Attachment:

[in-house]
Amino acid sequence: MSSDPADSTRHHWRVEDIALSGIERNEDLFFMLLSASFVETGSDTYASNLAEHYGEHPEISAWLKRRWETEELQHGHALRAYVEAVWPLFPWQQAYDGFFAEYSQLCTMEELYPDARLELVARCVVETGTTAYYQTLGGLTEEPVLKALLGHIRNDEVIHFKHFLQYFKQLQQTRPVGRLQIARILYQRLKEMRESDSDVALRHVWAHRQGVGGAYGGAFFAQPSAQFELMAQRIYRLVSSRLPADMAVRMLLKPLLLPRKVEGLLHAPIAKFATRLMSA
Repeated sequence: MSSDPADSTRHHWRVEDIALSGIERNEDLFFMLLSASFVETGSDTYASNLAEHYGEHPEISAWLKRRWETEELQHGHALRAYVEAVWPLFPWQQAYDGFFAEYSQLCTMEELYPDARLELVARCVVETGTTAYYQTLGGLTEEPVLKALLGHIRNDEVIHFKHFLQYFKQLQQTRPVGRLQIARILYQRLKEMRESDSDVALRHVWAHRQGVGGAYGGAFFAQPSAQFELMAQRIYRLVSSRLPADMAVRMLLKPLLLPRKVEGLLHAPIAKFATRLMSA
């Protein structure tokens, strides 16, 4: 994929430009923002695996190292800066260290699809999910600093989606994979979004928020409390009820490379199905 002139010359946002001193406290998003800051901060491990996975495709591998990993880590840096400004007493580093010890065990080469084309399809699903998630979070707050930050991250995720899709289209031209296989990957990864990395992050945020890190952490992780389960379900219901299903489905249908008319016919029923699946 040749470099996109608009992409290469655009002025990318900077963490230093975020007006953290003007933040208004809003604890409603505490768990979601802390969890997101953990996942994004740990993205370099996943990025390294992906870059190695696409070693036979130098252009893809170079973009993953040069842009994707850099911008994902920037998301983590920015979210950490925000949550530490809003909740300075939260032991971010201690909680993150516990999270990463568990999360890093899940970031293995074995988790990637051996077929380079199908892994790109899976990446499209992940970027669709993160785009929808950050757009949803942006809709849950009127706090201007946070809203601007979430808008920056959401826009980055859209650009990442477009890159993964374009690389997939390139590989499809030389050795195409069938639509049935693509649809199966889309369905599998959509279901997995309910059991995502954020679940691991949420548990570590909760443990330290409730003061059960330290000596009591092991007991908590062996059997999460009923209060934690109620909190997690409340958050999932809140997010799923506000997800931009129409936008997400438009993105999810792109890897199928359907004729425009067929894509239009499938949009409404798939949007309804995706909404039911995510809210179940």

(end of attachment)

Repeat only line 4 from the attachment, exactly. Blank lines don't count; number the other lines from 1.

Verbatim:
């Protein structure tokens, strides 16, 4: 994929430009923002695996190292800066260290699809999910600093989606994979979004928020409390009820490379199905 002139010359946002001193406290998003800051901060491990996975495709591998990993880590840096400004007493580093010890065990080469084309399809699903998630979070707050930050991250995720899709289209031209296989990957990864990395992050945020890190952490992780389960379900219901299903489905249908008319016919029923699946 040749470099996109608009992409290469655009002025990318900077963490230093975020007006953290003007933040208004809003604890409603505490768990979601802390969890997101953990996942994004740990993205370099996943990025390294992906870059190695696409070693036979130098252009893809170079973009993953040069842009994707850099911008994902920037998301983590920015979210950490925000949550530490809003909740300075939260032991971010201690909680993150516990999270990463568990999360890093899940970031293995074995988790990637051996077929380079199908892994790109899976990446499209992940970027669709993160785009929808950050757009949803942006809709849950009127706090201007946070809203601007979430808008920056959401826009980055859209650009990442477009890159993964374009690389997939390139590989499809030389050795195409069938639509049935693509649809199966889309369905599998959509279901997995309910059991995502954020679940691991949420548990570590909760443990330290409730003061059960330290000596009591092991007991908590062996059997999460009923209060934690109620909190997690409340958050999932809140997010799923506000997800931009129409936008997400438009993105999810792109890897199928359907004729425009067929894509239009499938949009409404798939949007309804995706909404039911995510809210179940």